Servings: 4 to 6
Garlicky romesco sauce is best known in Catalonia as an accompaniment to grilled calçots (fat spring onions) or snails, but it is also wonderful with seafood. Its namesake chile—the romesco—is nearly impossible to buy in the U.S., so this version calls for easier-to-find substitutions.
A cassola is a traditional Catalan shallow terra-cotta casserole dish. When shopping for one anywhere outside of Catalonia, you’ll most likely see it called by its Spanish name, cazuela. Some manufacturers recommend using a heat diffuser to protect the cassola from direct flame and help the food cook more evenly. If you don’t have a cassola, you can use a 12-inch-wide heavy-duty Dutch oven or straight-sided skillet instead.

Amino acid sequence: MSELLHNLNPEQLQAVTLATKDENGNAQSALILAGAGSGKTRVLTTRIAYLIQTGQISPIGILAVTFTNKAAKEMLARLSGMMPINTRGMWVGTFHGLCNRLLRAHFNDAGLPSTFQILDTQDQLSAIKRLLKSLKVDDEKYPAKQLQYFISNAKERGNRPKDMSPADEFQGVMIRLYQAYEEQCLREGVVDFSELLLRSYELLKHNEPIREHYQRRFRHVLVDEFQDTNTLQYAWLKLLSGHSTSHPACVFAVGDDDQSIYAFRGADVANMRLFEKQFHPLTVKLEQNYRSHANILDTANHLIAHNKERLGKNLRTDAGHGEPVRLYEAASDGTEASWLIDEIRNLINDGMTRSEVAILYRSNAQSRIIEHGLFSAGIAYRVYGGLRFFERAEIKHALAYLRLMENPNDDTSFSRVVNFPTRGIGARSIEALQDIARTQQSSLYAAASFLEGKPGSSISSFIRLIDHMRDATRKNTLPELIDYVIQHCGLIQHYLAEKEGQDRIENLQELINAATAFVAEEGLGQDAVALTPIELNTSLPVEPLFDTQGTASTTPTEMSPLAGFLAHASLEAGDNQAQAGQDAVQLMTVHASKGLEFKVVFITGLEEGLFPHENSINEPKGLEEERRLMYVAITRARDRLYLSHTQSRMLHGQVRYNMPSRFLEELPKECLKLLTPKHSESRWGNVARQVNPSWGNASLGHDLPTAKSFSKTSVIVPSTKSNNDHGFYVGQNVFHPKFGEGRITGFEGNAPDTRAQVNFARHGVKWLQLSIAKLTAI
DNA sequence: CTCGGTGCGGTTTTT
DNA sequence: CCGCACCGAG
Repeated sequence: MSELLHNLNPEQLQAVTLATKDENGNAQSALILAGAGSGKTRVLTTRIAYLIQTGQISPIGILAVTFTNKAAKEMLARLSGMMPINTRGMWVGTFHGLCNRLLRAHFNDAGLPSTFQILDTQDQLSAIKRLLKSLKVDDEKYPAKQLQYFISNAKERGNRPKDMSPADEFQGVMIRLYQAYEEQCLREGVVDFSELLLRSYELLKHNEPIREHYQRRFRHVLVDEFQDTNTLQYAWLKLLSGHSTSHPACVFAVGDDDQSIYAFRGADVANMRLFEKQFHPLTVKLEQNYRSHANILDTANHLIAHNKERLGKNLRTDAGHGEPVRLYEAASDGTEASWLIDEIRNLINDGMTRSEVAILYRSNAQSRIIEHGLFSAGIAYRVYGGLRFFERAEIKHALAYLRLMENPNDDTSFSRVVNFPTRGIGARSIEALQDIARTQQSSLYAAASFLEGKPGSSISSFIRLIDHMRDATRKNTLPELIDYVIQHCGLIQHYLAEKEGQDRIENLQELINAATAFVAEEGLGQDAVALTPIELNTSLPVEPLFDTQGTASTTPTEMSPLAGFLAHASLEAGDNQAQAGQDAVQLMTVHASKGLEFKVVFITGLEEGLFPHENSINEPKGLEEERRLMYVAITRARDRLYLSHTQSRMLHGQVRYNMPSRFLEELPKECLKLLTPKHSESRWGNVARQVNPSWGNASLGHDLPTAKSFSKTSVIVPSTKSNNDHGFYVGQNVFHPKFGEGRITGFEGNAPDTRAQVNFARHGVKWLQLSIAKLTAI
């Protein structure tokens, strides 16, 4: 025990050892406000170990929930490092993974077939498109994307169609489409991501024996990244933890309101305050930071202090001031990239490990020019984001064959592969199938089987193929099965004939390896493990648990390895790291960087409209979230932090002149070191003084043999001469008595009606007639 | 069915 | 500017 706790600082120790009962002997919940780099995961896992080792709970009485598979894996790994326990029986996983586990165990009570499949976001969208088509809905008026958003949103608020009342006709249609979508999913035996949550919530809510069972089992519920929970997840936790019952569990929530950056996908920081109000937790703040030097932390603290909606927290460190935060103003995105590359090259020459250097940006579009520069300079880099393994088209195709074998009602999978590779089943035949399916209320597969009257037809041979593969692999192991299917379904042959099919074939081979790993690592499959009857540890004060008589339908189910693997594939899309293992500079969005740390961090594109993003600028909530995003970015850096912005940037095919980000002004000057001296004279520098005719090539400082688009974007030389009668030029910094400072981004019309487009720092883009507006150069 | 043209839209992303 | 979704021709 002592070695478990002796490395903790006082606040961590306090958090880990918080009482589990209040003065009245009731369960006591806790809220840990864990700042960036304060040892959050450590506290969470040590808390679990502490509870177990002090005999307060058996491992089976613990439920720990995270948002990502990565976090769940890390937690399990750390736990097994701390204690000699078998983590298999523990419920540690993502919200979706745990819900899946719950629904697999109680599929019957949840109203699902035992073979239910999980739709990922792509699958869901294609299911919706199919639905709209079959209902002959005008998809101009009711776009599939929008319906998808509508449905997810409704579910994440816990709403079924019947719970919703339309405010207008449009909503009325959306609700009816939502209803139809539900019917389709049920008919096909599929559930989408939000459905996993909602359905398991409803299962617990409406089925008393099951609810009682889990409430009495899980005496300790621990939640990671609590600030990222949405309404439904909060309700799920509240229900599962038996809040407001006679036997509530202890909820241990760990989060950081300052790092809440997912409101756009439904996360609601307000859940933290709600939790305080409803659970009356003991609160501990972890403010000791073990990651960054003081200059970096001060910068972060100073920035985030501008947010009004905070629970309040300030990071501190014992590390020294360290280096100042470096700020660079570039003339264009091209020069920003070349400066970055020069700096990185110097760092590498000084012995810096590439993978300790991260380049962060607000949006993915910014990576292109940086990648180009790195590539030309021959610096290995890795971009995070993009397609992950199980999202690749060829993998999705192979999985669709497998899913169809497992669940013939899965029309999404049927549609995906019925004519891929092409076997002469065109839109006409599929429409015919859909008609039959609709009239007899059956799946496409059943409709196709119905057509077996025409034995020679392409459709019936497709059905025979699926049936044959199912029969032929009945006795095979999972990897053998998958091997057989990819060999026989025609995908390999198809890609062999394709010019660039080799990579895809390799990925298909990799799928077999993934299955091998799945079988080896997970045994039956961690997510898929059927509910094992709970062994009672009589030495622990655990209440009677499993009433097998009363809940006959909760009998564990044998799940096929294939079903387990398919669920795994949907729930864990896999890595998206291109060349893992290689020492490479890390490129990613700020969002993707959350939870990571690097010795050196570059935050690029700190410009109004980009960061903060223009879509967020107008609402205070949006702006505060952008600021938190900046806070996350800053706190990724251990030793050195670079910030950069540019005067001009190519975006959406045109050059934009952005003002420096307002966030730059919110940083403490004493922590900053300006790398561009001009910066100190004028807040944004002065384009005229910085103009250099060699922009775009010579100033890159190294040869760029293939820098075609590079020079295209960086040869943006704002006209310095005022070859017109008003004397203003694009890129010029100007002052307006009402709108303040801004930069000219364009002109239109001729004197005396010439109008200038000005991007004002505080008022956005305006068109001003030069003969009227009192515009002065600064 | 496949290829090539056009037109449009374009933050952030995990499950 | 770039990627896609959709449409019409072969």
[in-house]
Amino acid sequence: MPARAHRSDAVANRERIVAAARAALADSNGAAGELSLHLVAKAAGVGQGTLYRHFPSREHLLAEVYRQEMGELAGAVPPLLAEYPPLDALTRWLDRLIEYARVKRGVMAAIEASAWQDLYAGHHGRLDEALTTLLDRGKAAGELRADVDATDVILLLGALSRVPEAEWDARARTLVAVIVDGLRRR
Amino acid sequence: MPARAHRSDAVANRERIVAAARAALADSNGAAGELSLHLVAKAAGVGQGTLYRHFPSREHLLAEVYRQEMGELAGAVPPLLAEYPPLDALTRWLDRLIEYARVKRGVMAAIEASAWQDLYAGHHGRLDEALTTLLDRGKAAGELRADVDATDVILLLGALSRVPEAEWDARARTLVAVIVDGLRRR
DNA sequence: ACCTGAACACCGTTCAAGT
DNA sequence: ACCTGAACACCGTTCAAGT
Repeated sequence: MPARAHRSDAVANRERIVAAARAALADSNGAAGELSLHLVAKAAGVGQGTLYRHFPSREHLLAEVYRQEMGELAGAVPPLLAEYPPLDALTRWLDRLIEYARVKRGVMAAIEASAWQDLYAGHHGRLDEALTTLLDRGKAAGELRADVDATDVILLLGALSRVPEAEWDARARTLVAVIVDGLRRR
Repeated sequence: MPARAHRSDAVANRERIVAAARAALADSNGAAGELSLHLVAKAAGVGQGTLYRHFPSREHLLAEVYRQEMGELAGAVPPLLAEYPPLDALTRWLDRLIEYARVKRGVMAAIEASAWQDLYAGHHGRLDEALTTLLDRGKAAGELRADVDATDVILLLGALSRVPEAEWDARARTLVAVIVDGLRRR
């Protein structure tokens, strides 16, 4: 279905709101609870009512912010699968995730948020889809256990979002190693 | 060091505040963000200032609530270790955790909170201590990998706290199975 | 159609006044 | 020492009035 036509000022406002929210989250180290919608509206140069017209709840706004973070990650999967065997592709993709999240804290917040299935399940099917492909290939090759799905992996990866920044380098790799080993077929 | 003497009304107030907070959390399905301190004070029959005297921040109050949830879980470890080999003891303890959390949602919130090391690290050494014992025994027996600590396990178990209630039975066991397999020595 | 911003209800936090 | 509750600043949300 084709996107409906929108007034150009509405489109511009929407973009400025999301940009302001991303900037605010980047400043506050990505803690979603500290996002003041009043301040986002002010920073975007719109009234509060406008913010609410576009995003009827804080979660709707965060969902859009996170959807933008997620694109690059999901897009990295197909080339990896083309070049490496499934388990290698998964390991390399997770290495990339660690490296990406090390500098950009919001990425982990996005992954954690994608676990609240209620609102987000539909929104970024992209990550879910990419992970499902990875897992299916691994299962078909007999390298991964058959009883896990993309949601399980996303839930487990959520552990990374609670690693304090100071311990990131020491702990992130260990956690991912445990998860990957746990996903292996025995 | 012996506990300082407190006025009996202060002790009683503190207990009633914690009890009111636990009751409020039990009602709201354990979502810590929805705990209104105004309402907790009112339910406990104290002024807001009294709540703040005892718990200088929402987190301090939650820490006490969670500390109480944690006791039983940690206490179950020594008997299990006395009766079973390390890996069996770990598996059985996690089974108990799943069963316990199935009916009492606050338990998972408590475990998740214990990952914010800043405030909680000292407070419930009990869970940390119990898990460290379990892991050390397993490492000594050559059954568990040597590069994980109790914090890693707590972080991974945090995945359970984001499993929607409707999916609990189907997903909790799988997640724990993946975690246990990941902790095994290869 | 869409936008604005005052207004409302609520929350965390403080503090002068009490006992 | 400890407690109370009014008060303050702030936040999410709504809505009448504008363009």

I made this dish last night for a Seafood Sunday dinner. There's a lot of process here but it's well worth the effort. I was a little rushed with the almond/garlic paste and it came out chunkier than I would have liked but still delicious and easy to fix next time by either pre-making or using a food processor. The only change I'd make it to add the s+p to the sauce before you add in the clams and fish as it's difficult to mix the sauce once everything is added (I didn't have a cassola so I used an iron skillet). Also, cooking the shrimp in their shells didn't add much flavor so if you want to cut down on the mess factor of eating this dish, you can peel the shrimp before cooking.
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